This month, summer Legal Intern Kaitlin Spesard completed her internship at the Center for New York City Neighborhoods. This is her account of her time at the Center and the work she did here to advance the Center’s goals around homeownership.
It was my six years working with previously incarcerated populations that led me from a nonprofit in Houston, Texas to Loyola University Chicago School of Law. My first-year Property Law and second-year Race and Real Estate courses introduced concepts of land use and ownership, shifting my focus from criminal law to yet another area of law that has long been wielded as a racially oppressive tool. I came to appreciate the value of homeownership—a primary means of building wealth and creating stable homes and communities, yet an opportunity historically and currently denied to many—and was thrilled to discover The Center for NYC Neighborhoods.
This summer, I joined CNYCN’s work of preserving and promoting homeownership status among working-and-middle income populations, while also developing my legal skills in a variety of practice areas. The combination of social purpose and personal growth gave each day and task great meaning. For example, one form required a loan applicant’s wet signature, posing an administrative burden (or am I the only one who never has printer ink?). My research revealed steps CNYCN could take to process this form with an electronic signature. Through this project, I had the opportunity to engage with challenging legislation and SSA policies, knowing my work would alleviate this stressor for a struggling homeowner.
The variety of my responsibilities this summer has positioned me to be competitive upon my Spring 2023 graduation. I engaged in contract negotiations with vendors, modified loan applicant forms to be accessible and effective, researched NY State property and bankruptcy laws, reviewed subordination agreements and a tenant estoppel certificate, and analyzed the impact of new legislation upon homeowners. This range and caliber of work might have been overwhelming, given my general lack of exposure to legal issues and analysis outside the comfort of the law school, but the legal team and Center staff were welcoming and supportive.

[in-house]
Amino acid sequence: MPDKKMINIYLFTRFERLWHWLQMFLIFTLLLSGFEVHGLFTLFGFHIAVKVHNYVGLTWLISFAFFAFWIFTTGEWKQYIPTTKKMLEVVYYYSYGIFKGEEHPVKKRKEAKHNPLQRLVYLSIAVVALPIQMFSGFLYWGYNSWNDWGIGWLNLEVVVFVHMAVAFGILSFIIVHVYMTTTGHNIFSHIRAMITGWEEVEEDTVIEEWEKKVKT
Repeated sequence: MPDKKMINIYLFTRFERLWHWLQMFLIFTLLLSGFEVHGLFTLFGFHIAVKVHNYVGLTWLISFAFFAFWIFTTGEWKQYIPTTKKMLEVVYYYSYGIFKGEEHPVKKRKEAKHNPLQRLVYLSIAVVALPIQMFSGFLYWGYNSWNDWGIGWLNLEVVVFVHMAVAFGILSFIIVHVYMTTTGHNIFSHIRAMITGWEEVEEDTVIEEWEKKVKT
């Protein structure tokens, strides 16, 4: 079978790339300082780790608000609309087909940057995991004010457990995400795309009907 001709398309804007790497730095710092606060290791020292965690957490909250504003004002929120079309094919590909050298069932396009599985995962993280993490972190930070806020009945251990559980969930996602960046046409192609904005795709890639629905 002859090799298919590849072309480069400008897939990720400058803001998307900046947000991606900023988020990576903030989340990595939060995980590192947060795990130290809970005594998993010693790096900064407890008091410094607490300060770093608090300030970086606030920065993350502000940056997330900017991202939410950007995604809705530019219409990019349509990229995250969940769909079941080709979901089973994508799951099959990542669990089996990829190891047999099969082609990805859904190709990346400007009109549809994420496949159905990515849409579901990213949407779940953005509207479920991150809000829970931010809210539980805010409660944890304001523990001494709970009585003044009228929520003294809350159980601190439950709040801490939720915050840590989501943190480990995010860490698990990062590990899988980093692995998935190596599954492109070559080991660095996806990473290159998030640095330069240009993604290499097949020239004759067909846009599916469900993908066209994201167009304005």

The legal team’s approachability cultivated a space where I was free to ask questions, externally process, and be myself. From weekly team meetings to daily check-ins, I always had a platform to raise legal and organizational questions, discuss the legal field and careers, and connect on a personal level. When I sought help or made a mistake, the legal team tactfully closed the knowledge gap by listening, offering a thorough explanation, and then entrusting me with another meaningful project. My input and presence were valued, and I had the opportunity to attend organizational and team meetings and brief staff on my projects.
The legal team’s encouraging nature was reflective of the entire staff. Though I was fully remote, staff made a point to exchange introductions and connect with me. In my first week, I was immersed in the Center’s culture of commitment to social and racial justice through a profound Juneteenth celebration, complemented by routine racial equity working group meetings, trainings, and presentations. A commitment to personal well-being was also made evident through staff lunches, events, and conversations. It was an honor to be a part of the Center for NYC Neighborhood’s meaningful work, surrounded by such a committed, accomplished, and kind staff.
Kaitlin Spesard is in the Loyola University Chicago School of Law Class of 2023.